In the latest installment of a new Bit here, we’re reviewing Bandai’s gunpla, a model kit of a robot from the Gundam universe. It’s a little outside our usual coverage, and there might be some light spoilers for the anime. This week: Bandai’s High Grade Zaku II, from Mobile Suit Gundam the Origin.
In the show
The first thing we need to talk about here is the model number. This is, technically, the MS-06C-6/R6 Zaku II Type C-6/R6. It’s going to take some explaining to understand all that. Functionally, it’s just a Zaku.
This particular Zaku is from Gundam: The Origin, which is a prequel (manga first, then animated as a series of 6 movies) to the original Mobile Suit Gundam, that spends most of its runtime backfilling the history of mobile suits in the run-up to the One Year War. In canon, the Zaku was the first combat-use mobile suit, and it had the same level of impact that HMS Dreadnought or cartridge-based firearms did: when it dropped, every other weapons system immediately became obsolete. It is, in the Universal Century timeline, the single biggest change to war-fighting in history, and changed the fate of the entire Earth sphere. In Mobile Suit Gundam and the other shows set in this era, however, it is utterly disposable, a bad guy grunt that gets clowned on to make everyone else look better. Classic fluff/crunch divide. If you want a better example of the Zaku doing Zaku shit, the Origin movies have it: a single guy in a robot, zipping around outer space with a semi-auto sniper rifle the size of a building, one-shotting battleships.
The Zaku endures deep into the UC timeline, despite being cannon fodder even before the end of the One Year War (it’s only seen as a legitimate threat in any form during the final episode of 0080: War in the Pocket, and for about the first 20 episodes of the original MSG). It sticks around because the design is just so good. Freed from the constraints of being a humanoid toy that appealed to kids – no one expected anyone to buy the antagonist designs, but they messed up and made it slap super hard, so nerds bought a ton of them – the design of the Zaku gets to fly its freak flag just a little bit. It’s nothing compared to what Zeta would get away with later, but we can all feel better watching them get smashed up because they’re cyclopes weirdos with tubes all over instead of something that reads as human. It’s why stormtroopers have helmets.
The most common Zakus we see in the shows are the F type – the mass-production mainstay model – and the S type – which is Char’s, and is only visually different in that it is red and has an antenna. The C-6/R6 is based off of the early-war C type, which was the slower one, because the entire thing was lined with lead, because it was the nuclear-capable warcrimes version. The C-6 is, according to the instructions on the kit here, an upgraded C-type, with a chaingun in the chest (hell yeah), and the R6 upgrade package adds another gun (double hell yeah) on the arm, which makes for the C-6/R6. It is, hilariously, unrelated to the R1 and R2 types, which are late war high-mobility versions that would trounce this thing. The MS06-R2 High Mobility Type in particular hits properly Gundam levels of performance, whereas the C-6/R6 not only doesn’t equip beam weapons, it doesn’t even have the standard Zaku 120mm machine gun, because neither hadn’t been invented yet.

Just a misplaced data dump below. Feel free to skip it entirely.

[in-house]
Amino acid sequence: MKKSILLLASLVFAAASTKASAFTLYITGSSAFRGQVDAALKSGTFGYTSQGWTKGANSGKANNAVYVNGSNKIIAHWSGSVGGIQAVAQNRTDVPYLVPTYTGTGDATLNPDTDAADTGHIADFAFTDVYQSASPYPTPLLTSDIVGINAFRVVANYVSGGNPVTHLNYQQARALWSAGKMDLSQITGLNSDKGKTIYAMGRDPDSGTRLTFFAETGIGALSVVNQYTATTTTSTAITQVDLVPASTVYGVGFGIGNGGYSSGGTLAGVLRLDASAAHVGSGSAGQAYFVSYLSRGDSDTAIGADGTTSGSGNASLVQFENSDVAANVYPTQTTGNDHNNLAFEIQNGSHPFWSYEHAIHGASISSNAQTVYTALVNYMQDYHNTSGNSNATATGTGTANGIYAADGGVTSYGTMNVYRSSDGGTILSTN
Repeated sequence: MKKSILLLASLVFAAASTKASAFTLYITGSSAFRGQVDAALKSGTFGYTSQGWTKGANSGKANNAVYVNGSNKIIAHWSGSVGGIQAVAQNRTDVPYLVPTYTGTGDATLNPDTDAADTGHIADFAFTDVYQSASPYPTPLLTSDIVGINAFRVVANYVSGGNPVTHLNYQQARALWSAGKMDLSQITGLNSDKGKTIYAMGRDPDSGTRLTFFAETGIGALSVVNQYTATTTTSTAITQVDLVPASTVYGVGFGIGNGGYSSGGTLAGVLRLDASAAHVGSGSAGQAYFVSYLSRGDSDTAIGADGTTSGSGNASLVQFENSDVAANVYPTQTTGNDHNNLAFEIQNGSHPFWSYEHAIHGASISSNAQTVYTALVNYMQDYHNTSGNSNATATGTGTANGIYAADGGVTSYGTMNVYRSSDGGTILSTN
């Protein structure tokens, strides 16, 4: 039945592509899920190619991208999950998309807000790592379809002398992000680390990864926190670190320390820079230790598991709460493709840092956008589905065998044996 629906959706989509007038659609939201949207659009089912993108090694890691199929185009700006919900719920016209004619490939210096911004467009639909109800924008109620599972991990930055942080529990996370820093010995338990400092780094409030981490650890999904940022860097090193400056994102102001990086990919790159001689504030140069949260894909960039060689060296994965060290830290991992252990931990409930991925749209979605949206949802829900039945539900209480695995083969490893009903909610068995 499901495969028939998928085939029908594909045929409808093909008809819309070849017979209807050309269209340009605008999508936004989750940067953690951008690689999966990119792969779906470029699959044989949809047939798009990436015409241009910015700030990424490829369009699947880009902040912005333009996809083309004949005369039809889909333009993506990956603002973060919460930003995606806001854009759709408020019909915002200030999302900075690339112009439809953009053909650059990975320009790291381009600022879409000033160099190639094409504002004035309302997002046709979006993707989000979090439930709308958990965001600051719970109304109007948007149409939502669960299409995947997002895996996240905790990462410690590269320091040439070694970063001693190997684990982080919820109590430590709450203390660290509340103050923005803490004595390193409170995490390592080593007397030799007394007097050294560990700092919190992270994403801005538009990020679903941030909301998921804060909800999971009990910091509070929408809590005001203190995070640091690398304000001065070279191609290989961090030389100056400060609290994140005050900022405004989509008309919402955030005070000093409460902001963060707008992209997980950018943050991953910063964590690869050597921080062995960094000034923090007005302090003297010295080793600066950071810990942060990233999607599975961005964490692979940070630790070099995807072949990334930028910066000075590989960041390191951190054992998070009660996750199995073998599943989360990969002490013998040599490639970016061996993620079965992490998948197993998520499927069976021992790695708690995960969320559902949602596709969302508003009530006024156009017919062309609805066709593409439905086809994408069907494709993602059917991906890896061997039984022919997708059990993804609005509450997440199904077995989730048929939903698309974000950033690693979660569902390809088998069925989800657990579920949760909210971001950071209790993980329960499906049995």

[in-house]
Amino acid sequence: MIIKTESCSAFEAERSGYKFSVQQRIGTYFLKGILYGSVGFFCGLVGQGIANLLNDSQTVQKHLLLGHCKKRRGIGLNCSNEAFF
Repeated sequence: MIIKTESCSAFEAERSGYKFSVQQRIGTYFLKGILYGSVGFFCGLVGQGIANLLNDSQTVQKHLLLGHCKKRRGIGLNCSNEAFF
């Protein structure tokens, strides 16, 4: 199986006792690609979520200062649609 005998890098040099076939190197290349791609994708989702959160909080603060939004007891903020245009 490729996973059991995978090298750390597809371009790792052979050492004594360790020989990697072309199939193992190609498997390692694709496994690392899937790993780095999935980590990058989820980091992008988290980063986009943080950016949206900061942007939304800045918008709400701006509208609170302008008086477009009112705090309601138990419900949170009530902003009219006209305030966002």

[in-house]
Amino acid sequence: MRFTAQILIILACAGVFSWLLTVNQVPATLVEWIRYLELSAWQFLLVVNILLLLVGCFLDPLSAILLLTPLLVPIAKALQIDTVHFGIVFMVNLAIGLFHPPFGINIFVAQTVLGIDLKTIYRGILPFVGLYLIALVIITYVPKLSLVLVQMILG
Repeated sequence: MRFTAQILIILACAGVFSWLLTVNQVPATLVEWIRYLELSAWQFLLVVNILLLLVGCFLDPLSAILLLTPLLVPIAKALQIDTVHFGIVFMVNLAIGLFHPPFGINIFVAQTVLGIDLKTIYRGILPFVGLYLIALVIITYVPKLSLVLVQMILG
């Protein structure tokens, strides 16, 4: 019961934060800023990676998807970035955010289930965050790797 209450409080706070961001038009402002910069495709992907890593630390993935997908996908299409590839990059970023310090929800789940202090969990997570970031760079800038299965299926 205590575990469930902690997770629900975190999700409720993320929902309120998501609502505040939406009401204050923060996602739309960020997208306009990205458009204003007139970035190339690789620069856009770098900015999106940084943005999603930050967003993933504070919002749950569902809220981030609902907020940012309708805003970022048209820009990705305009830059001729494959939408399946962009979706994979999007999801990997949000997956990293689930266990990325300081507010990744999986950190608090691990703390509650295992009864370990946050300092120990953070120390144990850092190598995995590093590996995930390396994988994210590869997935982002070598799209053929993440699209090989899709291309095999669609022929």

So this is a variant that briefly appears in a canon prequel series, but it is more or less indistinguishable from the incredibly iconic mech from the flagship series. There’s no way to talk about the C-6/R6 then, without also talking about the versions that appear in, almost without exception, all UC Gundam. MSG, Zeta, 0080, 0083, 08th MS Team, Thunderbolt, the list goes on. The Zaku, or some type of it, is in all of them. A sniper version of the damn thing shows up in Unicorn, set almost 20 years later. In its own way, this is the TIE Fighter of Gundam: it appears, in some guise or another, virtually everywhere, and is a hallmark of the setting.
In that context, treating this as a representative of the Zaku II in general and not as something that amounts to a cameo appearance from Origin, the goofy jobber in its green-on-green camo scheme is absolutely one of the most recognizable and influential designs in mecha history. Not just Gundam, anything with giant battle robots in it. It got put on a postage stamp in Japan. The bones of the Zaku carry on in its direct descendants – the Hi-Zack, the Geara Doga, most of the weird Titans/Neo-Zeon stuff in Zeta and Double Zeta. The Big Red Eyeball Over Tubes look started here and made its way into basically every bad guy robot in the last 40 years. It dictated the look and feel of the alternate-universe grunts: the GINN from Seed is a pretty straight update of the Zaku II, and there’s a reason that the Graze, Leo, and Tieren are all presented as faceless mooks with green paintjobs and model numbers ending in 06. Even outside of Gundam, we have Cherno Alpha from Pacific Rim, which Guillermo del Toro acknowledged drew from the same well.
So while there might not be a particular attachment to the (inhales deeply) MS-06C-6/R6 Zaku II Type C-6/R6, there sure as hell is for the Zaku. The wider concept, the general type of thing this is, if not the particular example in question – is simple, practical, militaristic and brutal, and basically what you might expect a mass-produced war machine to look like. I love it so very much.
This is mostly an out-of-box build, including all of the sticker-decals. I did panel line it with a Gundam Marker, but didn’t apply a matte topcoat.